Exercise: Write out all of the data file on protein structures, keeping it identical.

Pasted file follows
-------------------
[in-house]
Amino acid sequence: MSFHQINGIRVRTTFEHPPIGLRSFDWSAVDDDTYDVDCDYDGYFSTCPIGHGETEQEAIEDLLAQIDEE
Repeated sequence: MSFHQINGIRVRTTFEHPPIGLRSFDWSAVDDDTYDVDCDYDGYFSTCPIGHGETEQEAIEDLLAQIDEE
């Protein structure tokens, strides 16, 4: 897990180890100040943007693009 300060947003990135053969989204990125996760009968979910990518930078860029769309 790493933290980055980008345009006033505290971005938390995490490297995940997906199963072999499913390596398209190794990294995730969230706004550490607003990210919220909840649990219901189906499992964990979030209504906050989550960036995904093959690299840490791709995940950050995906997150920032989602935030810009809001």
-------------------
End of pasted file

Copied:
[in-house]
Amino acid sequence: MSFHQINGIRVRTTFEHPPIGLRSFDWSAVDDDTYDVDCDYDGYFSTCPIGHGETEQEAIEDLLAQIDEE
Repeated sequence: MSFHQINGIRVRTTFEHPPIGLRSFDWSAVDDDTYDVDCDYDGYFSTCPIGHGETEQEAIEDLLAQIDEE
């Protein structure tokens, strides 16, 4: 897990180890100040943007693009 300060947003990135053969989204990125996760009968979910990518930078860029769309 790493933290980055980008345009006033505290971005938390995490490297995940997906199963072999499913390596398209190794990294995730969230706004550490607003990210919220909840649990219901189906499992964990979030209504906050989550960036995904093959690299840490791709995940950050995906997150920032989602935030810009809001």